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The PARP inhibitor olaparib significantly improved progression-free survival as frontline maintenance therapy for women with BRCA-positive advanced ovarian cancer, according to findings from the randomized phase III SOLO-1 trial.
Kathleen N. Moore, MD
The PARP inhibitor olaparib (Lynparza) significantly improved progression-free survival (PFS) as frontline maintenance therapy for women with BRCA-positive advanced ovarian cancer, according to findings from the randomized phase III SOLO-1 trial presented at the 2018 ESMO Congress.
With a median follow-up of 41 months, the median PFS by independent central review was not reached in the olaparib arm (n = 260), versus 14.1 months in the placebo arm (n = 131). The investigator-assessed PFS in the olaparib arm was not reached, compared to 13.8 months in the placebo arm (HR, 0.30; 95% CI, 0.23-0.41; P <.0001). Although the median PFS for olaparib has not yet been reached, Moore said that it looks to be an approximate 3-year advantage over placebo.
"We feel that the SOLO-1 trial has demonstrated an unprecedented improvement in the progression-free survival in patients with a BRCA mutation who have advanced ovarian cancer when olaparib is incorporated following platinum-based chemotherapy,” said Kathleen Moore, MD, associate professor, Stephenson Cancer Center, University of Oklahoma, and principal investigator of SOLO-1, during a press conference at the meeting.
The ongoing SOLO-1 trial (NCT01844986) is evaluating maintenance olaparib following platinum-based chemotherapy in newly-diagnosed patients with advanced ovarian cancer with a BRCA1/2 mutation. Patients with newly diagnosed, FIGO stage III-IV, high-grade serous or endometrioid ovarian, primary peritoneal, or fallopian tube cancer with germline or somatic BRCA mutations were enrolled. These patients must have also received cytoreductive surgery, and be in clinical complete response or partial response after platinum-based chemotherapy.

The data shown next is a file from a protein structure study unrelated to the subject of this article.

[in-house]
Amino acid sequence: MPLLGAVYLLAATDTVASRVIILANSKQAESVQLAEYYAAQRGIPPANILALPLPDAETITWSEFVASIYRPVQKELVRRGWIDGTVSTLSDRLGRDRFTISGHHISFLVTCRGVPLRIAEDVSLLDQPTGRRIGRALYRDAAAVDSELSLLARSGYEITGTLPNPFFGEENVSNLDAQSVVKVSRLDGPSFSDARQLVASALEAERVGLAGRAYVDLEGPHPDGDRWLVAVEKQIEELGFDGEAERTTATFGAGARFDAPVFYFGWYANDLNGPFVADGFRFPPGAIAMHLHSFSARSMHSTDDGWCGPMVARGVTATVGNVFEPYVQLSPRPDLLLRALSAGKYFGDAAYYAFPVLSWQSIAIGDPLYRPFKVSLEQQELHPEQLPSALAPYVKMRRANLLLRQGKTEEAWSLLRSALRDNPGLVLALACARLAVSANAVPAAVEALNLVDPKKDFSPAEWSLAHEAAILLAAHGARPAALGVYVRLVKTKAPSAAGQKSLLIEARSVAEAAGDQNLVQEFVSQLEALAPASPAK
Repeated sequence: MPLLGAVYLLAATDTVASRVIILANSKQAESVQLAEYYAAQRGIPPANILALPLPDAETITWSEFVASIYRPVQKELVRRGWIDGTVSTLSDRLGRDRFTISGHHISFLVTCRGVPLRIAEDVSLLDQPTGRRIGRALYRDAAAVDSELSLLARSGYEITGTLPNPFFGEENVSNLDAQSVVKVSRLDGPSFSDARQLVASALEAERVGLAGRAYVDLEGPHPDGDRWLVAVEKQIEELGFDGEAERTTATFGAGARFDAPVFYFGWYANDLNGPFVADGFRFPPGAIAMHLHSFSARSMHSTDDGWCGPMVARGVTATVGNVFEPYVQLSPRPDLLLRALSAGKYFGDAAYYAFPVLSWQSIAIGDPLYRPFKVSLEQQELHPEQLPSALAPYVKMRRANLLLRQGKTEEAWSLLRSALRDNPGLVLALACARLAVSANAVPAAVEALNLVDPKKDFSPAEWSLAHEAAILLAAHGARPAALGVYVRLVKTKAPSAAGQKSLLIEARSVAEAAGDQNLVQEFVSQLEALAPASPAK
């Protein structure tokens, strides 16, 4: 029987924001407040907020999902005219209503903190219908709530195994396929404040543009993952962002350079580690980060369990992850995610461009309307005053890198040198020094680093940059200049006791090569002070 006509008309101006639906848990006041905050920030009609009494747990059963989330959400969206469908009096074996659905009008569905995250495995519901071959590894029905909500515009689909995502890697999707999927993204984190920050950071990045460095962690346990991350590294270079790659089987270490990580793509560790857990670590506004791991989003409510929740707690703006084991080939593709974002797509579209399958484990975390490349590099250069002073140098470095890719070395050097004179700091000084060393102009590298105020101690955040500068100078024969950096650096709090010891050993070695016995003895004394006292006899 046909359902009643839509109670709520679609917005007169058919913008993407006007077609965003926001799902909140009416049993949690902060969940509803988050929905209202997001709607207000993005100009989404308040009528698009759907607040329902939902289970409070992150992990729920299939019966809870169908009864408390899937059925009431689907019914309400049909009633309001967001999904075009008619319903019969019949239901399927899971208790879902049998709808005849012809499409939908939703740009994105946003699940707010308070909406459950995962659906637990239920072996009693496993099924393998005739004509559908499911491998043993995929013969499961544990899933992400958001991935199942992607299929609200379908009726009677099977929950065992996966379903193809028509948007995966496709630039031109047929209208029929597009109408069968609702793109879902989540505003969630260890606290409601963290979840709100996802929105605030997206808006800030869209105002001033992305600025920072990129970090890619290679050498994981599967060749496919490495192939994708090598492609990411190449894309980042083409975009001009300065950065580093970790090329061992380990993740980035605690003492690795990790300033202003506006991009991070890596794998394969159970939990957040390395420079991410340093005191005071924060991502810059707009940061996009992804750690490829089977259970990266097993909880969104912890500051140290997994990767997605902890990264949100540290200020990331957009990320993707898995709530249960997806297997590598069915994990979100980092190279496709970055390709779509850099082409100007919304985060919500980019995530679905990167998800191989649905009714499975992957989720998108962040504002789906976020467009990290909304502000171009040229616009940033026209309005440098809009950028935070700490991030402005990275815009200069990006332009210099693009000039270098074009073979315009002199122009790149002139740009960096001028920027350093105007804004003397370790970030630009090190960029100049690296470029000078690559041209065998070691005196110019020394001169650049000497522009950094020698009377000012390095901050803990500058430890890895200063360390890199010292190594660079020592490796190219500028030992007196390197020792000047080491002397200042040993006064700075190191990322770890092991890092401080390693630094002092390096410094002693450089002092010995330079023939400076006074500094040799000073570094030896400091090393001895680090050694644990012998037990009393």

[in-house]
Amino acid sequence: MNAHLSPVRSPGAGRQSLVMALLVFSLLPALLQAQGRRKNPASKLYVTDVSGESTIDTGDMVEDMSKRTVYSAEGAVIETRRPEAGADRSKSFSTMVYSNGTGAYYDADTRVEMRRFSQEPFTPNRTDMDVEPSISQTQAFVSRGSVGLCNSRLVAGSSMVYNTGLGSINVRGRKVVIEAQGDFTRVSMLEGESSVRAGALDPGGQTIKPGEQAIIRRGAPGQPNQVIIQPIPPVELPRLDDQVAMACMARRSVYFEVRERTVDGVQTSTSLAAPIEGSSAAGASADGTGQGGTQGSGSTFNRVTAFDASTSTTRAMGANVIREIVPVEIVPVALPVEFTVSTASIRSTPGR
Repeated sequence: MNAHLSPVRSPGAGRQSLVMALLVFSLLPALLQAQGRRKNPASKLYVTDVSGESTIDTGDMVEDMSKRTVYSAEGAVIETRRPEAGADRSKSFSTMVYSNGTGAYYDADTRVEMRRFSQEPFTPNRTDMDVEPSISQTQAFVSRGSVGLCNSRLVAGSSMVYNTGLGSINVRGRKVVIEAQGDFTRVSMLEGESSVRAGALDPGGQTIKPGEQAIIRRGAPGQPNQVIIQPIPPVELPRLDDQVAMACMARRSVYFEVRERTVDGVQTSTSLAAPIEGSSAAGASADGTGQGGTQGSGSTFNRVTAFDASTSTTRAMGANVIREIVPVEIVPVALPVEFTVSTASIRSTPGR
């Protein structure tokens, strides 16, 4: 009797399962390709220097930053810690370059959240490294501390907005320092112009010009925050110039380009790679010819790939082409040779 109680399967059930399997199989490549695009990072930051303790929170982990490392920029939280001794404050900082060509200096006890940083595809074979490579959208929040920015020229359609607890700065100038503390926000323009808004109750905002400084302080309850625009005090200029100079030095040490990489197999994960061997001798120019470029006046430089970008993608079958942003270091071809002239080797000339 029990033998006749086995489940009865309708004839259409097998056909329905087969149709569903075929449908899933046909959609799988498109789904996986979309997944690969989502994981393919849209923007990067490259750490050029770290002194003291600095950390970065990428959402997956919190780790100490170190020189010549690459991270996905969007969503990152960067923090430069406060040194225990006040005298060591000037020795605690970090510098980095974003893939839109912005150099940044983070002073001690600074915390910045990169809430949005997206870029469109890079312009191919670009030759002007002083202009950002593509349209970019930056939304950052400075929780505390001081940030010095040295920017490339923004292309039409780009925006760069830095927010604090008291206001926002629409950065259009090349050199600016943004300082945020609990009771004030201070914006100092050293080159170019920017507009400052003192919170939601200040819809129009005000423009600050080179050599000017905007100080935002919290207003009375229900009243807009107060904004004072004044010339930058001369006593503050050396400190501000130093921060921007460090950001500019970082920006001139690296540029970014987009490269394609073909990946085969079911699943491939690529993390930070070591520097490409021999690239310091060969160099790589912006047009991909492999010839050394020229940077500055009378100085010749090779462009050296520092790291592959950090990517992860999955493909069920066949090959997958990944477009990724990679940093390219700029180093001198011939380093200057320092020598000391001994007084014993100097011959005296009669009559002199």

The study treatment in SOLO-1 continued until disease progression, and treatment was ceased for patients with no evidence of disease at 2 years. Although, patients with a partial response at 2 years could continue treatment.
Secondary endpoints of the trial were PFS2, which is defined as time from randomization to second progression event, overall survival, and quality of life.
Patients who received olaparib maintenance showed a statically significant improvement in PFS2, with a median PFS2 not reached, compared with 41.9 months in the placebo group (HR, 0.50; 95% CI, 0.35-0.72; P =.0002). Overall survival data are not yet mature, noted Moore. Regarding quality of life, there were no clinically relevant changes. The discontinuation rate in the olaparib arm was 12%.
“It is estimated that over 50% of women on the olaparib arm were still progression free at 4 years as compared to only 11% for placebo,” said Moore. “A key point here is that there was no change in the Kaplan-Meier curve at the 2-year mark when we stopped the olaparib or placebo therapy. So, it appears that the benefit of olaparib maintenance is extended beyond even the 2-year timepoint in which patients were receiving treatment.”
Adverse events (AEs) observed were low-grade, with the most common grade ≥3 AEs in the olaparib arm being anemia (22%) and neutropenia (8%). Baseline characteristics, including health-related quality-of-life scores, were balanced between the 2 arms.
“While ovarian cancer is a highly treatable disease due in large part to its exquisite chemosensitivity, the percentage of patients who survive disease-free for long periods of time is dismally low, and hovers in the 10% to 15% range,” Moore noted. “If we are going to make meaningful improvements on that rate, it has to be with improvements in frontline treatment.”
The majority of patients with ovarian cancer recur within 3 years of diagnosis, Moore said. Although their disease has the potential to be treated, those patients are no longer considered treatable. Moore emphasized the importance of SOLO-1, as it is the first phase III large prospective data set for this population of women.
“Maintenance olaparib should be considered standard treatment following platinum-based chemotherapy for women with newly diagnosed advanced ovarian cancer and a BRCA mutation,” concluded Moore.
Additionally, panelists at the press conference suggested that the field should be looking to the possibility of extrapolating this data to other high-grade serous carcinomas.
Olaparib is not currently approved by the FDA as a first-line maintenance treatment for newly diagnosed patients with BRCA-positive ovarian cancer. The PARP inhibitor is FDA approved for the maintenance treatment of recurrent ovarian cancer in response to platinum-based chemotherapy regardless of BRCA mutation status, and for the treatment of advanced ovarian cancer patients with a germline BRCA mutation previously treated with 3 or more lines of chemotherapy.
Moore K, Colombo N, Scambia G, et al. Olaparib maintenance therapy following first-line platinum-based chemotherapy in patients with FIGO stage III—IV ovarian cancer (OC) with a BRCA1/2 mutation (BRCAm): Phase III SOLO1 trial. In: Proceedings from the 2018 ESMO Congress; October 19-23, 2018; Munich, Germany. Abstract LBA7_PR.